This week has been freakishly busy. Or maybe it’s just been so hot that every movement is exhausting—AK reminded me yesterday that I have a tendency to ignore my own physical discomfort while being profoundly affected by it. I’ll bake potatoes in 95-degree heat and wonder why I’m cranky.
Anyway, for one reason or another, I’ve been such a stress tornado that I’m wondering if I’ll ever have time to read for pleasure again. Past experience tells me I probably will. Who knows. But here’s what I read last month:
On Chesil Beach by Ian McEwan: At one point, one of the main characters--a former history major named Edward--refutes the Great Man theory of history: He doesn't believe individuals chart its course. But this novella is the story of how history (post-war, pre-free love) can chart the course of individuals' lives (the individuals are two not quite naive, not quite worldly virgins on their wedding night). McEwan's prose is stately and British, almost 19th century-ish, which makes his graphic descriptions of sex all the more surprising and striking, perfectly capturing the confusion of an era and its characters. I really rooted for Edward and Florence; they are as complex as Frank and April Wheeler in Revolutionary Road, but without the bitterness.
Falling Man by Don DeLillo: This book repeatedly grabbed me and repeatedly let me go. Sometimes it seemed like a sincere and profound meditation on the power of memory and faith, and the ways those things intersect. Other times it seemed fragmented in the coldest, dullest way. This is my ongoing, fraught relationship with DeLillo.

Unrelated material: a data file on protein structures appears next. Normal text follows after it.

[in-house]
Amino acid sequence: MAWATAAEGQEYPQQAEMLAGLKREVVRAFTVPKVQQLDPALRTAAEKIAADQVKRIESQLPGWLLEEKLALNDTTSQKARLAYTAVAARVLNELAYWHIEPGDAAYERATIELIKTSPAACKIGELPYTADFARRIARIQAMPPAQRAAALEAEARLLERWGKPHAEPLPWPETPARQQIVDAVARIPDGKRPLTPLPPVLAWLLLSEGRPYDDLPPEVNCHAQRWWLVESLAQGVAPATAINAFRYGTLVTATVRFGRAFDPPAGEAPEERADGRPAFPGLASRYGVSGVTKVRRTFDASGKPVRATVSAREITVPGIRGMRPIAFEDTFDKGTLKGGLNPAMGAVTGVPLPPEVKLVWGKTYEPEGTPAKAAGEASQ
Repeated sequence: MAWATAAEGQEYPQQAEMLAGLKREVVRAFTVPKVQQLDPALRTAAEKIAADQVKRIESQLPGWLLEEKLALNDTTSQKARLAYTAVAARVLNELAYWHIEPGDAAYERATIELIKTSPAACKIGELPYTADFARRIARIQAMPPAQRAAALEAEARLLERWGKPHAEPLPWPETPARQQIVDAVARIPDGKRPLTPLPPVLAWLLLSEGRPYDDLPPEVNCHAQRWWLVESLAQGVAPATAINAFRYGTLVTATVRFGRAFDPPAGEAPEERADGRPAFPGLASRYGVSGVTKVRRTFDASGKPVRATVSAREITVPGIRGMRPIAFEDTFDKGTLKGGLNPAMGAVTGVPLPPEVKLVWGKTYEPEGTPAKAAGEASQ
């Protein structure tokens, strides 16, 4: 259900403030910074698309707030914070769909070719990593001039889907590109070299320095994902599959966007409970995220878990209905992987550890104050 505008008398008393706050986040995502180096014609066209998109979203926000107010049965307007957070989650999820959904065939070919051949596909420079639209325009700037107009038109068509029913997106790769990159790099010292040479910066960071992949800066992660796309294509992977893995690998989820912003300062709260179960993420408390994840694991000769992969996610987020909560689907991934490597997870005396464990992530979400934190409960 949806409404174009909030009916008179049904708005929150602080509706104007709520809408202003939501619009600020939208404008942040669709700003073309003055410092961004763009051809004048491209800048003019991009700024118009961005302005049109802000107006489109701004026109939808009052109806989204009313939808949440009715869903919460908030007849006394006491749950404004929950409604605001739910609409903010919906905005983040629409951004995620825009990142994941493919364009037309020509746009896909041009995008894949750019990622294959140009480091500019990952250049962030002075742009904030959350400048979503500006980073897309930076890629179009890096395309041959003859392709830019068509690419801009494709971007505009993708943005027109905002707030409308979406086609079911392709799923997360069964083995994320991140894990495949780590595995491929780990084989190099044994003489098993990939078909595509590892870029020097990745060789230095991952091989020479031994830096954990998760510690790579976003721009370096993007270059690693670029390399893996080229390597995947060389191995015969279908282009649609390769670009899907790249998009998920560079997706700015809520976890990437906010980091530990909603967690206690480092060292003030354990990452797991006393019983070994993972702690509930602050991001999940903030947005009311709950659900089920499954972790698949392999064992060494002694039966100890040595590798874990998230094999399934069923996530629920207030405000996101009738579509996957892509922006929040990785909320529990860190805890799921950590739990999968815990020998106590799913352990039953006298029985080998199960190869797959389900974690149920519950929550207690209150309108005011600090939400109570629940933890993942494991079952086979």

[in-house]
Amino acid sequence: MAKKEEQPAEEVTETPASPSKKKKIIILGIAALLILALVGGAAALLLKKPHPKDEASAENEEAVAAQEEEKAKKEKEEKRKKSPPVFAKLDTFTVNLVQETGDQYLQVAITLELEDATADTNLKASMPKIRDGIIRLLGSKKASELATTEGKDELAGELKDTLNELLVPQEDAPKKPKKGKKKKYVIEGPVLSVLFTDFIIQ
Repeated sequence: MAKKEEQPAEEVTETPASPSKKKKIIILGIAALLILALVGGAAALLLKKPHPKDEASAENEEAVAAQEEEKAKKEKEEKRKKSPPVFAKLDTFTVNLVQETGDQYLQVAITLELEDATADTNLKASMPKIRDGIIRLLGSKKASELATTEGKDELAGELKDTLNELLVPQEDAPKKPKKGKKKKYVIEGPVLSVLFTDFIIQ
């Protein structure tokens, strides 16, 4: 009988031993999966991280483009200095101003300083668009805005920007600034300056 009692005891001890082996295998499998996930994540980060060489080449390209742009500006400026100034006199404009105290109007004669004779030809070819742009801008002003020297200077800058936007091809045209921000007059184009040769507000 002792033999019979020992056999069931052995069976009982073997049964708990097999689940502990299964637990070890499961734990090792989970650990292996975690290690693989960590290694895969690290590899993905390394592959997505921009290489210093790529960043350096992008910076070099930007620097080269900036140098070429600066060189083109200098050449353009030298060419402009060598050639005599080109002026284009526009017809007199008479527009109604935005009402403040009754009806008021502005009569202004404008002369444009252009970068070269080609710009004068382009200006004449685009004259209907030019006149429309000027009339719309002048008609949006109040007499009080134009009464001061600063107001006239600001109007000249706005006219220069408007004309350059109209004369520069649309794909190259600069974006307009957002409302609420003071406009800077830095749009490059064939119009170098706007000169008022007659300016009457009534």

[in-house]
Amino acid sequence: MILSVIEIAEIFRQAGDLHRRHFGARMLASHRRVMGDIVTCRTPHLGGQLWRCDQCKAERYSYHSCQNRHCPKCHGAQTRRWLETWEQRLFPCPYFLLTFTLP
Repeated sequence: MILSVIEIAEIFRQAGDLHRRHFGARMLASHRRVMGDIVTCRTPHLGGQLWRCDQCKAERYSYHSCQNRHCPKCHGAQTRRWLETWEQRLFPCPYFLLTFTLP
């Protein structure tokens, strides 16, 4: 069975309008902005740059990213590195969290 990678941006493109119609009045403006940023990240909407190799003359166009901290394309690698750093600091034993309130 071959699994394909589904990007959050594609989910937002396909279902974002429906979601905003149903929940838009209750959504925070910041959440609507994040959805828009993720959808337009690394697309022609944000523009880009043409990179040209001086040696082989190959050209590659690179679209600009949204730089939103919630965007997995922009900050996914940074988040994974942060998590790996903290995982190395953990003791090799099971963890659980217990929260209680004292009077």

A Million Nightingales by Susan Straight: In this book even more than ever, Susan Straight creates a palette of physical details (hair, bone, ink, bodily fluids) that in turn create a world. In this case, it's French Louisiana in the early 1800s, where a young biracial slave uses her considerable wits to rise from powerlessness to relative freedom. I loved how she was something of a scientist in a time when science barely existed, always wondering about the natural world.
The novel reminded me a bit of Toni Morrison's A Mercy in terms of Straight's emphasis that other groups (women, gay men, Indians, quadroons, free people of color) suffer under slavery's many variations. A sometimes sad, sometimes uplifting, always visceral book.
Black Widow by Randy Wayne White: I was initially lured by the tropical descriptions and the NPR recommendation, but soon I was trying to decide which bugged me more: the superficially empowered damsels in distress (note to White: Having your ladies say things like, "I can take care of myself, dammit" before falling into the arms of your protagonist does not an enlightened novel make); the "damn"-laden dialogue; the evil blood-drinking hermaphrodite villain (again, having your protagonist murmur sympathetic statements about how nature produces all kinds of gender anomalies does not make this character okay); or Doc Ford's habit of rattling off random facts that make him sound more like an avid Wikipedia reader than the scientist he supposedly is. All that said, the plotting is competent and much of White's subject matter is pretty interesting. He might even have extended his research beyond Wikipedia. This is a silly novel, but not entirely un-amusing.
The Nine: Inside the Secret World of the Supreme Court by Jeffrey Toobin: Sure, it sounds all scholarly (well, sort of scholarly--I guess anything with "secret world" in its subtitle can't be too high-minded), but this book is full of gossipy tidbits about the justices. Did you know that Souter doesn't use email? That Thomas is a sweetheart when he's not busy being a fascist? Jeffrey Toobin's smooth writing and emphasis on personal details kept me reading, but there really is an amazing story here of the court's political ebbs and flows and turning points, and the subtle, stately negotiation process behind them.